Systems and computer-readable storage media for rendering three-dimensional images using a level graph are also described.

BRIEF DESCRIPTION OF THE FIGURES

The present application can be best understood by reference to the following description taken in conjunction with the accompanying drawing figures, in which like parts may be referred to by like numerals.

FIGS. 1A-B depict exemplary computer-generated images that may be rendered using level-based data sharing according to various embodiments.

FIG. 2 illustrates an exemplary level graph for use in content production.

FIG. 3 illustrates another exemplary level graph for use in content production.

FIG. 4 illustrates an exemplary process for rendering three-dimensional images using a level graph.

FIG. 5 illustrates an exemplary process for rendering three-dimensional images using a level graph.

FIG. 6 illustrates an exemplary computing system.

DETAILED DESCRIPTION

The following description is presented to enable a person of ordinary skill in the art to make and use the various embodiments. Descriptions of specific devices, techniques, and applications are provided only as examples. Various modifications to the examples described herein will be readily apparent to those of ordinary skill in the art, and the general principles defined herein may be applied to other examples and applications without departing from the spirit and scope of the present technology. Thus, the disclosed technology is not intended to be limited to the examples described herein and shown, but is to be accorded the scope consistent with the claims.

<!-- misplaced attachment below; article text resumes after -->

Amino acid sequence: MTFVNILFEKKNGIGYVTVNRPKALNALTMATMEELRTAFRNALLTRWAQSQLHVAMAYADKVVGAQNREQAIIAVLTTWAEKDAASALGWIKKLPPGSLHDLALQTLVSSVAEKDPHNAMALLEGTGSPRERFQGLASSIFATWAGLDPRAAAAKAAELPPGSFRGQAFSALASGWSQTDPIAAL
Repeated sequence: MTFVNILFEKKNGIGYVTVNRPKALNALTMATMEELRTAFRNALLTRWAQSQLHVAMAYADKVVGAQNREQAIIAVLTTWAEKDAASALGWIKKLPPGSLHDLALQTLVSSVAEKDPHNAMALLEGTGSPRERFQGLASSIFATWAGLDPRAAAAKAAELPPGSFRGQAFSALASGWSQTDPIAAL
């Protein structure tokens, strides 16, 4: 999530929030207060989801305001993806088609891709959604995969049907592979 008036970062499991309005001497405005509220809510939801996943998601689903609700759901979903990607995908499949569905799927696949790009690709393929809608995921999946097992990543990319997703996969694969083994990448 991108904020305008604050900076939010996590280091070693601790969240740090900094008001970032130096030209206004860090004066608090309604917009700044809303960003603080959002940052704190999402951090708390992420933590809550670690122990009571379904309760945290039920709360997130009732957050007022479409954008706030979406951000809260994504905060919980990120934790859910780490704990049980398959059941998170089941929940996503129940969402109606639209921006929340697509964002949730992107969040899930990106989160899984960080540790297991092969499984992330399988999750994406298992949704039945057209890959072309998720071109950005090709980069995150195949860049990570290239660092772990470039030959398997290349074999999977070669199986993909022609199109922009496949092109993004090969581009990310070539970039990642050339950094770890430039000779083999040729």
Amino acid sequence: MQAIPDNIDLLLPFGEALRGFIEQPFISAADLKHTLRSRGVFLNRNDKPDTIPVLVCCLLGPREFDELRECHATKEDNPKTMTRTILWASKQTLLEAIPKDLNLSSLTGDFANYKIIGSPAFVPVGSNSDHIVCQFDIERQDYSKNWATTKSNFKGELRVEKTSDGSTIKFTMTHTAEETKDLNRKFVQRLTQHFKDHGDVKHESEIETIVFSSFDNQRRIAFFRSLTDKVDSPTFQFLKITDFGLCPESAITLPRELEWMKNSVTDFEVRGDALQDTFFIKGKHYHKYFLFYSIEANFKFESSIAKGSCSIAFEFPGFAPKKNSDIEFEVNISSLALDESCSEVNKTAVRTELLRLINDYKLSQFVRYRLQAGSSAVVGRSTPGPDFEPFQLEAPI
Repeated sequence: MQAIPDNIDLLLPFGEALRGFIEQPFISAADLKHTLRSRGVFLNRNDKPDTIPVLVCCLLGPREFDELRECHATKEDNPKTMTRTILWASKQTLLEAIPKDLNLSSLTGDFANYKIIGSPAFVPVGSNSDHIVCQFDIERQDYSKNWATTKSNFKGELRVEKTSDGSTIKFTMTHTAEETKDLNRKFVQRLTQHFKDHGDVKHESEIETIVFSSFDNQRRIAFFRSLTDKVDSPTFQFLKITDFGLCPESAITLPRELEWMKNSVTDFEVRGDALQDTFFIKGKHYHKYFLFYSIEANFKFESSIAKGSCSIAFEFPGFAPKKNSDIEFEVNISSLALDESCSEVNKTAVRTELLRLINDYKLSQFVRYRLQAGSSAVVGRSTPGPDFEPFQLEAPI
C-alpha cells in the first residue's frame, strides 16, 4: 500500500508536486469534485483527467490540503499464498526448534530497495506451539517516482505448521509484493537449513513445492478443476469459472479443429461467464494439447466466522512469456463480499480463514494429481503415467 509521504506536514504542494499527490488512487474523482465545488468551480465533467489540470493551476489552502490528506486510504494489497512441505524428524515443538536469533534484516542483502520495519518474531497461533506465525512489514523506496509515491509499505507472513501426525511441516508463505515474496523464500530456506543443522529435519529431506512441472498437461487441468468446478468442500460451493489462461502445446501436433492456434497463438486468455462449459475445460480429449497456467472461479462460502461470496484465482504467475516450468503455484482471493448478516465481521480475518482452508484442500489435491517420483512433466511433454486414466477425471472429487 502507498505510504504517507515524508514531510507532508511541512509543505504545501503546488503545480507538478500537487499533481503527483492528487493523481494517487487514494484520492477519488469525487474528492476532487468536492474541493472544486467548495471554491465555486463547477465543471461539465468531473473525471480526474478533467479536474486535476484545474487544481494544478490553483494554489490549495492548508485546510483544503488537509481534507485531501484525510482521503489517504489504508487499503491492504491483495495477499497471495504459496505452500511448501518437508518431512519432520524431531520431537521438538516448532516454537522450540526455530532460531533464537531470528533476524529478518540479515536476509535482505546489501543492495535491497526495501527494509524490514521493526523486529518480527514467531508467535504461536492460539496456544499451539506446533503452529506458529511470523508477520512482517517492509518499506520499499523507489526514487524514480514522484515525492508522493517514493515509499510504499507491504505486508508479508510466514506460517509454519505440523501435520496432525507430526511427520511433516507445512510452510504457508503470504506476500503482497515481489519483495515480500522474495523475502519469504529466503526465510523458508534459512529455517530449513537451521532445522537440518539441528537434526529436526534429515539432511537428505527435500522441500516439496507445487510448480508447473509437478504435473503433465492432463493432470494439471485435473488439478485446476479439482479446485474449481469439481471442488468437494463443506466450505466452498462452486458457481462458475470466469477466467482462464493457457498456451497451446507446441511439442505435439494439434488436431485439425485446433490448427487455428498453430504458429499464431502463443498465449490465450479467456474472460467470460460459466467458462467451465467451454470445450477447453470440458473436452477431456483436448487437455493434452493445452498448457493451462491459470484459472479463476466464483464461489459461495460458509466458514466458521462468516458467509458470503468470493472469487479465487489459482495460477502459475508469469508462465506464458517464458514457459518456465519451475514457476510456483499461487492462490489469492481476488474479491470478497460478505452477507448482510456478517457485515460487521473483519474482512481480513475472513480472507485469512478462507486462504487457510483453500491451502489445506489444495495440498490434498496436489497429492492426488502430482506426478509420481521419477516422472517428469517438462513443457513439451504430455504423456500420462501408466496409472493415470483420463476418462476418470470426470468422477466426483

For descriptive purposes, throughout this disclosure, software, software modules, software objects, and the like may be described as performing various functions. One of ordinary skill in the art, however, will recognize that software may not actively perform any function and instead may include instructions that are executable on a computer processor. As such, although software may be described herein as performing a function, it should be appreciated that a computer processor or other computing device may typically perform those functions attributed herein to software modules or objects by executing computer instructions provided by the software modules or objects.

A computer-generated animation is typically created by rendering a sequence of images, each image depicting a computer-generated scene composed of one or more computer-generated assets. Light sources, materials, textures, and other visual effects may be associated with a computer-generated object to create a realistic visual appearance for the computer-generated scene. For purposes of this discussion, a computer-generated scene generally refers to the virtual three-dimensional (3D) space that may be filmed using a virtual camera, and may also be referred to generically as a scene.

Various embodiments are described below relating to producing digital content. Digital content may refer to parametric scene description data. Portions of the scene description data are reused in multiple sites. Sites may refer to individual shots or groups of shots. Base data refers to asset definitions, such as for characters, environments, and lighting rigs. Modifications refer to alterations to be applied to scene description data.